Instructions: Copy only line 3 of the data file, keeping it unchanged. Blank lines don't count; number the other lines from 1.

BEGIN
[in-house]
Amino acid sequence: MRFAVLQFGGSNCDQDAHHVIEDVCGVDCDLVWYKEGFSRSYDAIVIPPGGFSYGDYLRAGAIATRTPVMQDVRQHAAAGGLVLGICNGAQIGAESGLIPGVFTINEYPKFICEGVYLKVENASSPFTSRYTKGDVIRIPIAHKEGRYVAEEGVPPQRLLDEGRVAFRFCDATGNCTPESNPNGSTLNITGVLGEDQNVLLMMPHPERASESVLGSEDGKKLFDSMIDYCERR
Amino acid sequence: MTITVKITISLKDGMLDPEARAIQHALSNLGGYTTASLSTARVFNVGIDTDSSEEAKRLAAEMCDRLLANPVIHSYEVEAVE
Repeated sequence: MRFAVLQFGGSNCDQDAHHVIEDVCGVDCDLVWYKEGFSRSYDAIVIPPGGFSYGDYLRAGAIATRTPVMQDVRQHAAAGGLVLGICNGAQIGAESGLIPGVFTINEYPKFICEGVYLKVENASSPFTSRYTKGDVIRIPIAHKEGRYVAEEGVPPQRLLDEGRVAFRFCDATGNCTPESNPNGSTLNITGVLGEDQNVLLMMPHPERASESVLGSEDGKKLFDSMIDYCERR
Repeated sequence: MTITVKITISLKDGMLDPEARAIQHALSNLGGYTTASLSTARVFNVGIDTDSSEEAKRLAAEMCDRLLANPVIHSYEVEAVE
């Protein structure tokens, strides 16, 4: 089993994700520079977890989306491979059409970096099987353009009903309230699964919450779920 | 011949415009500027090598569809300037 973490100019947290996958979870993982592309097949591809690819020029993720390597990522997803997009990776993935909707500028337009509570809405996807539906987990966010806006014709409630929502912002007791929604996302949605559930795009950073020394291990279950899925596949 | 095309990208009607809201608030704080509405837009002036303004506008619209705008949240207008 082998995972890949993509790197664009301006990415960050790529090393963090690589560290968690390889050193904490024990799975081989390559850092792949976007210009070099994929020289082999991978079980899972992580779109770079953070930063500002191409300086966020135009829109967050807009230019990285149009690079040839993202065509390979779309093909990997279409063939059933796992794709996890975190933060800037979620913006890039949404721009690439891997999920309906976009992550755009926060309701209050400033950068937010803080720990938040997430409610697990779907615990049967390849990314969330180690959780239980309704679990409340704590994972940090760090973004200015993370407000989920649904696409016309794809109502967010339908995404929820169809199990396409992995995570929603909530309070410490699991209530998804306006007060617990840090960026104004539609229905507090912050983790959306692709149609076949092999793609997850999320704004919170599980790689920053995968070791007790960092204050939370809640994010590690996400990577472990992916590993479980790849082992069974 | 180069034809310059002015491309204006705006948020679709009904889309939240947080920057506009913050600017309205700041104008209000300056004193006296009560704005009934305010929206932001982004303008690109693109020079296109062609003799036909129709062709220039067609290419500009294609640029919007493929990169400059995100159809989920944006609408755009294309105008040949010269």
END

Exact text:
Amino acid sequence: MTITVKITISLKDGMLDPEARAIQHALSNLGGYTTASLSTARVFNVGIDTDSSEEAKRLAAEMCDRLLANPVIHSYEVEAVE